|Seabird Distribution and Abundance|
Final Report to CIAP and BOEM:
Pham, A. C., and Kuletz, K. J. 2015. Seabird Distribution and Abundance in the northeastern Bering Sea and Chukchi Sea. US Dept. of the Interior, Bureau of Ocean Energy Management, Alaska OCS Region. OCS Study BOEM 2010-AK-10-10 to U.S. Fish and Wildlife Service, as part of 2011-AK-11-08 a/b. 58 pp. – DRAFT REPORT
This study seeks to improve our knowledge of arctic seabird ecology by examining distributional and community changes in response to interannual changes in marine habitats and prey. To this end, we used data from the Arctic Eis to examine the prey and oceanographic factors that influenced seabird community structure within and between the two study years. First, we defined seabird communities and their associations with habitats and prey using a nonmetric multidimensional ordination. The ordination identified three habitats based on associated seabird communities. These habitats were most strongly correlated with latitude, longitude, salinity, chlorophyll-a, slope, and fish catch-per-unit-effort. A multi-response permutation procedure grouped by year and geographic region revealed differences between years in seabird community structure. These results suggest that seabird communities are structured by ecotones that may change in location interannually, with oceanographic properties being slightly stronger predictors than prey abundance. We will examine these correlations on a coarse scale by using generalized additive models to determine the most important factors that influence the distribution of seabird foraging guilds and numerically dominant species.
Manuscripts which include Seabird Arctic Eis data:
|Major Players – Species Ecology|
Auklets are planktivorous seabirds which mainly feed upon copepods and some euphausiids. They are small-bodied diving alcids and are the most abundant seabirds in the study area. Their nest sites are in Aleutian Islands and the other large islands of the Bering Sea (including the Diomede Islands). However, they do not have colonies in the Chukchi Sea. Surveys suggest non-breeders and post-breeders feed in the Chukchi Sea in late summer/fall. Crested auklets may be molting and flightless in the greater Hanna Shoal area (pers. obs.), and would require high densities of high-quality prey. In collaboration with Arctic Eis oceanographers and zooplankton ecologists, it appears auklet distributions generally overlap the higher salinity, lower temperature oceanic/Bering Sea water in areas of high zooplankton biomass.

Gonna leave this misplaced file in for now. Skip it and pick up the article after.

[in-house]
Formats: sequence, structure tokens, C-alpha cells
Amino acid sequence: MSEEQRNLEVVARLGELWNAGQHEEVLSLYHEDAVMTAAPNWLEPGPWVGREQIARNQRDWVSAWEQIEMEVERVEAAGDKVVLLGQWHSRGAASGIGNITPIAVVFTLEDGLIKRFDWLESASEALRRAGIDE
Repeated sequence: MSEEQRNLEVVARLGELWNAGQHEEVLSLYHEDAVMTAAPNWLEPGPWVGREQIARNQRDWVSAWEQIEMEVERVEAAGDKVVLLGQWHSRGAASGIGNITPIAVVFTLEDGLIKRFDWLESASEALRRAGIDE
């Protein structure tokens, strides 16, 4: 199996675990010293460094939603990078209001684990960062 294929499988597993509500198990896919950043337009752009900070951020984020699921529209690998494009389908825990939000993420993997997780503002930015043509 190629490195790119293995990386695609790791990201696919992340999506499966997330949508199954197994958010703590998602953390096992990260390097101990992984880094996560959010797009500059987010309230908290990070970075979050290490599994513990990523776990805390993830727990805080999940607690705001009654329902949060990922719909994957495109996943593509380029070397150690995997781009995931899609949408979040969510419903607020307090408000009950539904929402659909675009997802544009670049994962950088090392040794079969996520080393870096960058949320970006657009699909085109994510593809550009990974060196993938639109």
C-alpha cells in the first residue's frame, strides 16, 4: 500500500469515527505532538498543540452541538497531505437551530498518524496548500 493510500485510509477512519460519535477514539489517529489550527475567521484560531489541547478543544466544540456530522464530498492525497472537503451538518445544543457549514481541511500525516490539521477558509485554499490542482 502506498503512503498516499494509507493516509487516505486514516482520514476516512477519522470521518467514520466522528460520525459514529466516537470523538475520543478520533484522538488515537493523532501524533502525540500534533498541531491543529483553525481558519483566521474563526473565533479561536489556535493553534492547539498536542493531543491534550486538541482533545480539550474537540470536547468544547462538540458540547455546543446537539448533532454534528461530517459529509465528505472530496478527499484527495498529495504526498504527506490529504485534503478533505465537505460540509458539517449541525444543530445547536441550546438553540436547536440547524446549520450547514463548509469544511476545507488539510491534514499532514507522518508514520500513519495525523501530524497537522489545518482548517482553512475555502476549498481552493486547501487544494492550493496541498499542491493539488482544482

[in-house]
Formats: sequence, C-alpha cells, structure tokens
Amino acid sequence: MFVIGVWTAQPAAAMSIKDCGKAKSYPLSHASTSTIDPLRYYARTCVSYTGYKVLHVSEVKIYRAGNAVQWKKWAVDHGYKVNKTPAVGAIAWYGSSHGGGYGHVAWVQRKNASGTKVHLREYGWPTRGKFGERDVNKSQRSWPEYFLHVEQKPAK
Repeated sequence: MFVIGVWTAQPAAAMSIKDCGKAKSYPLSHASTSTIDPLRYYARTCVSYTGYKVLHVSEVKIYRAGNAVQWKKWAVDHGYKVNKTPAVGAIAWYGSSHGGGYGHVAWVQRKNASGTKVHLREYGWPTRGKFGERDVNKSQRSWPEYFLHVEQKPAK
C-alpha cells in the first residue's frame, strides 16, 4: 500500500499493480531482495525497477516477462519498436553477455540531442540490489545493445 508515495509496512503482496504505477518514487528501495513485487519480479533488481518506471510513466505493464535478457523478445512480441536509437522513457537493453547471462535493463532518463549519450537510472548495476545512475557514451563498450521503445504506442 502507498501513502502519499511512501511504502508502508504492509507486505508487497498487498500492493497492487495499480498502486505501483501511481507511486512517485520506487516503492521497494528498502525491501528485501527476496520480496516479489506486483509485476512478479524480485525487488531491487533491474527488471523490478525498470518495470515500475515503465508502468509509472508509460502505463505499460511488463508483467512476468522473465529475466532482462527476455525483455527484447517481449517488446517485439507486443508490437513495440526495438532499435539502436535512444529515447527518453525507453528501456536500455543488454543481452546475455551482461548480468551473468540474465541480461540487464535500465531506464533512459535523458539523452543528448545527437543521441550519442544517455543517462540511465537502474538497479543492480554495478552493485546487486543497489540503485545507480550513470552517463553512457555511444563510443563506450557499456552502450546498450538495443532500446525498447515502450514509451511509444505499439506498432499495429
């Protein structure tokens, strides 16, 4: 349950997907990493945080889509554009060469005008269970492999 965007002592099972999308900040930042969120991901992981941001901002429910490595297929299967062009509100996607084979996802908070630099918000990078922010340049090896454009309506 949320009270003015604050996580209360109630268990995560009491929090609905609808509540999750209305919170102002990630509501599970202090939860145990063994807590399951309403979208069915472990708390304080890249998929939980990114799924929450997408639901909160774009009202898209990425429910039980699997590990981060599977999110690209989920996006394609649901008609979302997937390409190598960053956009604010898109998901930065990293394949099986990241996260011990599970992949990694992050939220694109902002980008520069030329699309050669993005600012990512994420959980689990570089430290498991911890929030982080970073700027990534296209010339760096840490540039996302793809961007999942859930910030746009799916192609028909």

Murres are primarily piscivores, or fish eaters. Though, thick-billed murres also consume some pelagic euphausiids and amphipods. They are large-bodied, deep-diving birds. They nest throughout the Bering Sea, as well as at Cape Lisburne and Cape Thompson in the Chukchi Sea.
Shearwaters are omnivores and mainly forage at the surface, but can dive 20-plus meters for prey. They breed in the southern hemisphere and migrate to Alaska to feed in summer. They can be locally abundant and their numbers in the Chukchi Sea may have increased recently.
Ancient and Kittlitz’s murrelets consume small fish, zooplankton, euphausiids, amphipods. They are small-bodied diving alcids. Ancient murrelets nest near Japan or Aleutian islands and B.C., so these must migrate to N. Bering/Chukchi post-breeding. Ancient murrelets are a recent phenomena in the Arctic Eis study area. Kittlitz’s murrelets nest in low numbers along the western AK/Chukchi coast, but satellite tagged birds traveled from Gulf of Alaska breeding areas to the Chukchi. They are an ice-associated species.
There were several other species seen in 2012 and 2013. These include (various families, genera, and additional species): loons, fulmars, shearwater spp., storm petrels, cormorants, mergansers, all 4 species of eiders, ducks, pharalopes, jaegers, terns, gulls, kittiwakes, guillemots, and puffins.
|2012 and 2013 Preliminary Results|